Assigning a color to a character is one of the easiest ways to make one character more distinct from the other. Here’s a guide on what personality types to expect based on a character’s color association:
Red is Heroic
A color often associated with the leader of a team or the protagonist of the show. Red is typically chosen because of how bright it is. It’s the most likely to draw attention to the viewer, and as the series’ protagonist, you’ll want them to stand out the most. Personality-wise, characters associated with this color tend to be hot blooded. They’re the act before you think type of hero. They’re impulsive and act on instinct. If someone’s in danger, you can bet that they’ll rush in without thinking up a proper plan first.
That said, red can also be associated with the complete opposite: Danger. Red is also often associated with danger: stop signs, fire trucks, the “stop” traffic light. Often times when a character’s eyes turn red or if they’re naturally red, it isn’t a good sign. It means danger. It means that something bad is going to happen or they’re bad news. This color can also be associated with an opposing force, the main antagonist, or the protagonist’s rival. Bonus points if that rival acts as the protagonist’s foil.
Blue is Secondary
Characters associated with this color are typically the co-lead, vice leader, or if the main character spot isn’t already taken, the protagonist themselves. Unlike red, the color blue gives off a calmer vibe. Blue characters tend to be the voice of reason. They’re calm, rational, and think before they act. They actively do their best to make sure that the protagonist doesn’t accidentally get themselves killed. More often than not, they tend to act as the red character’s foil and develop the closest relationship with them. If they are the main character, then they’re probably the entire group’s voice of reason.
While this is almost never the case in anime, in western animation, blue can act as the negative foil to red. They’re the reckless, impulsive one that talks without a filter. More often than not, they probably act as a foil that makes the red character/protagonist look even better by comparison. In these cases, it’s their foil that keeps them in check and acts as their moral conscience.
Pink is Feminine
If there’s only one female member in the group, expect her associated color to be pink. Pink is usually associated with romance, girly-girls, and the idea of “cute”. Female characters that wear this color are typically the most feminine in their group. They like typically girly things and participate in activities that serve to reinforce their femininity. Princesses, popular girls, magical girls, and effeminate males are the most likely suspects for being associated with this color.
Yellow/Orange is Bright and Happy
Orange and yellow are bright colors, not unlike the sun. Characters associated with this color tend to be just as bright and sunny. They’re the mood maker, the eager beaver that never seems to run out of batteries. Optimistic, cheerful, and almost always smiling, it hits their comrades (and the audience) the hardest when this specific character drops the smiles and giggles. Bonus points if their color palette suddenly darkens to reflect their mood.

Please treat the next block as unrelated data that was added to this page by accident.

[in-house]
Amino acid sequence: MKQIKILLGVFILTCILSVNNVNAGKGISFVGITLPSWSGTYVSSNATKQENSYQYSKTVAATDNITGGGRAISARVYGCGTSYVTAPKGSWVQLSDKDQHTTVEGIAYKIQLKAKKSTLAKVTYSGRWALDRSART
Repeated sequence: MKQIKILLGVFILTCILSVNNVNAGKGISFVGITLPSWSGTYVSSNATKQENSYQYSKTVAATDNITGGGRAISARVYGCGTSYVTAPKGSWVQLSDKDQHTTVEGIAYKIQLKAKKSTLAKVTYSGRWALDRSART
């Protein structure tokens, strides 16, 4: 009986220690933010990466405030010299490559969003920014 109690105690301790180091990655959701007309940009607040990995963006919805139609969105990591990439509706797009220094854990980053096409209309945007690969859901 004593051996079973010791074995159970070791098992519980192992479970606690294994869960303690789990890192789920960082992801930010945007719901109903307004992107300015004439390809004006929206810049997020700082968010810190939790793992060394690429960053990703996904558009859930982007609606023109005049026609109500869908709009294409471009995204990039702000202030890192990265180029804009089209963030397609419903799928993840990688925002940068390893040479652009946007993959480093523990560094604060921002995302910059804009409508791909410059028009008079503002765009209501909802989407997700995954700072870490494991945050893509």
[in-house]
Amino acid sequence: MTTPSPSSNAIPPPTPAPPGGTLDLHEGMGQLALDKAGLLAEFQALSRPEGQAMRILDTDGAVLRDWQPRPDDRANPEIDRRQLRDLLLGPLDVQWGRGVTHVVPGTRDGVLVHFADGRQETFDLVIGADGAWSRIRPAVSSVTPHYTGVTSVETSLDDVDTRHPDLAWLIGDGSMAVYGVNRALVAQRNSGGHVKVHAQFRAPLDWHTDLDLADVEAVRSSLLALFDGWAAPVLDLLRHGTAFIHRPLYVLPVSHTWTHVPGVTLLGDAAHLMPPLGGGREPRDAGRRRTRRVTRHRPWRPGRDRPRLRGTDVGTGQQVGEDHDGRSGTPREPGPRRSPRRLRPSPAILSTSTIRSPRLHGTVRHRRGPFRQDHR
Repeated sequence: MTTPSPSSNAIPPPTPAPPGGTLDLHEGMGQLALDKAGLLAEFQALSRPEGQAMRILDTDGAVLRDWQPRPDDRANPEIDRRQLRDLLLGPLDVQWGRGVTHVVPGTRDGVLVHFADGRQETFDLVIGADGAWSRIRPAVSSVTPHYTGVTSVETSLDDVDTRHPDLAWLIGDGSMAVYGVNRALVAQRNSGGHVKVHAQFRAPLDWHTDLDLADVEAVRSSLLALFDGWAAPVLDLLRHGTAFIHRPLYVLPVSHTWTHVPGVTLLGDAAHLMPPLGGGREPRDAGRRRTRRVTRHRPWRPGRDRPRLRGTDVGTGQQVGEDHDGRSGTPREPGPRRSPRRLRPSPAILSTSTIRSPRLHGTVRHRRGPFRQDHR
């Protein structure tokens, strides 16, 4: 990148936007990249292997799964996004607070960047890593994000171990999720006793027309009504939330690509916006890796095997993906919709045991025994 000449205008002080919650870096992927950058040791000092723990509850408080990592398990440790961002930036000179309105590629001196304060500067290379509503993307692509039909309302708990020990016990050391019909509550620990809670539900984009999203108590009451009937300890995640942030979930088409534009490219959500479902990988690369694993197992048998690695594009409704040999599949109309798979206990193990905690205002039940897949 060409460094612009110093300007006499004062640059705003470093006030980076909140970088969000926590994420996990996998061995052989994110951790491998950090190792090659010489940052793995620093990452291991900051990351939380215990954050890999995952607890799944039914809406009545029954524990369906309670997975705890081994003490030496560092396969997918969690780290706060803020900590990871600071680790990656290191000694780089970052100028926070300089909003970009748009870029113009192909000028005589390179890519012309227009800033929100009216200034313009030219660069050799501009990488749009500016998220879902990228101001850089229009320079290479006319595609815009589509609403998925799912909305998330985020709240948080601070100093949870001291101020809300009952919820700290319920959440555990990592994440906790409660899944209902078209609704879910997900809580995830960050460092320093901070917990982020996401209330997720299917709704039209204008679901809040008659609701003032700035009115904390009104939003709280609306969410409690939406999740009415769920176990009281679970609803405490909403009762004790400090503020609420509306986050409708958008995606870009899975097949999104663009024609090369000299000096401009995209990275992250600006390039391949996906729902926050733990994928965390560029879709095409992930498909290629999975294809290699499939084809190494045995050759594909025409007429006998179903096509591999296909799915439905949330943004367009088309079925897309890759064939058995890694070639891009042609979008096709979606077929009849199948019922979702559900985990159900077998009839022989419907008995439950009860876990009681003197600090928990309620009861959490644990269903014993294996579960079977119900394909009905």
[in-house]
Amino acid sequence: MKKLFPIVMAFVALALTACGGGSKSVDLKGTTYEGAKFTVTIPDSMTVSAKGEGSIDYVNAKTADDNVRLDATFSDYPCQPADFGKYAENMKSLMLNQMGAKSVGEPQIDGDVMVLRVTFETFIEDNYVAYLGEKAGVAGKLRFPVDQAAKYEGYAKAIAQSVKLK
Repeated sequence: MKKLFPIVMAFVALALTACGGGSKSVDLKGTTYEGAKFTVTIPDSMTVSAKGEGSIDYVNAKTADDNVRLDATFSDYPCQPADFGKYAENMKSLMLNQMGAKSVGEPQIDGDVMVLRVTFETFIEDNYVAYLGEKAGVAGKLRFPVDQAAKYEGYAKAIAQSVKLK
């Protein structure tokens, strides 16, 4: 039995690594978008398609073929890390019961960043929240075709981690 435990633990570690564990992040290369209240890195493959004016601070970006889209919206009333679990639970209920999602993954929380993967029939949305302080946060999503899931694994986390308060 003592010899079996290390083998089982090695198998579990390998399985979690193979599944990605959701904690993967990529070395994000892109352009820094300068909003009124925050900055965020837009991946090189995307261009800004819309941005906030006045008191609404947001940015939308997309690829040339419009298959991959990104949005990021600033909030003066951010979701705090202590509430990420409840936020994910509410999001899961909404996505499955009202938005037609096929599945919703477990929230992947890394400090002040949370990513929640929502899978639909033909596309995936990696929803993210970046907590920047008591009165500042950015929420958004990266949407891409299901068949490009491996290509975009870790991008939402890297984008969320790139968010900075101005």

Green is Eco-friendly
The green character is charming. They’re reliable, easy-going, and friendly. Since green is often associated with nature, they’d probably be right at home in the woods. If they have special abilities, it probably relates to plants or animals in some way. They’re typically easy to get along with, probably the most likely to be friends with almost every character present in the narrative.
Purple is Classy
Purple is a color originally associated with royalty, so characters associated with this color tend to be of nobility, wealthy, or possess a refined personality. They’re calm, poised, and reserved. They’re the smart one, the intellectual, the one who always remains cool under pressure and has nerves of steel. They probably drink a lot of tea. Everything about them, from the way they dress to the way they move, is both graceful and elegant.
White is Good
White represents good. It’s usually associated with someone of higher status than the protagonist, ranging from a parent to a higher being. They represent hope and all things associated with the word good. Often times, this character archetype serves as a guide or advisor to the protagonist throughout their journey. They’re pure and incorruptible, so if something terrible happens to them, be it death or the death of their ideals, it often serves as a major turning point in the story.
On the flip side, if the white character is evil or turns out to be evil all along, then it makes their color coding seem more ironic rather than symbolic. This especially rings true for villains that have good publicity or genuinely believe that they’re doing the right thing.
Black is Evil
On the opposite spectrum of white is black. These characters are dark, both in terms of appearance and personality. They’re the big bad, the current evil overlord that’s taken over the world, the foil to he big good white character. They’re evil in every sense of the word and it’s their life’s goal to destroy the protagonist’s ideals. On a lighter note, this color can also be associated with characters that try a little too hard to be dark and edgy. They want to to seem cool, and since the color black is often associated with negative connotations, then why not dress in all black to give people the idea that they’re not to be messed with? These characters are either genuinely dark, gothic, or emo, or they’re trying to seem dark and edgy.
Not all character archetypes mentioned in this guide are exclusively tied to a specific color. I’ve seen Red characters that are calm and Green characters that aren’t so friendly. What this guide does cover, however, is how the majority of media assigns colors to specific personality types.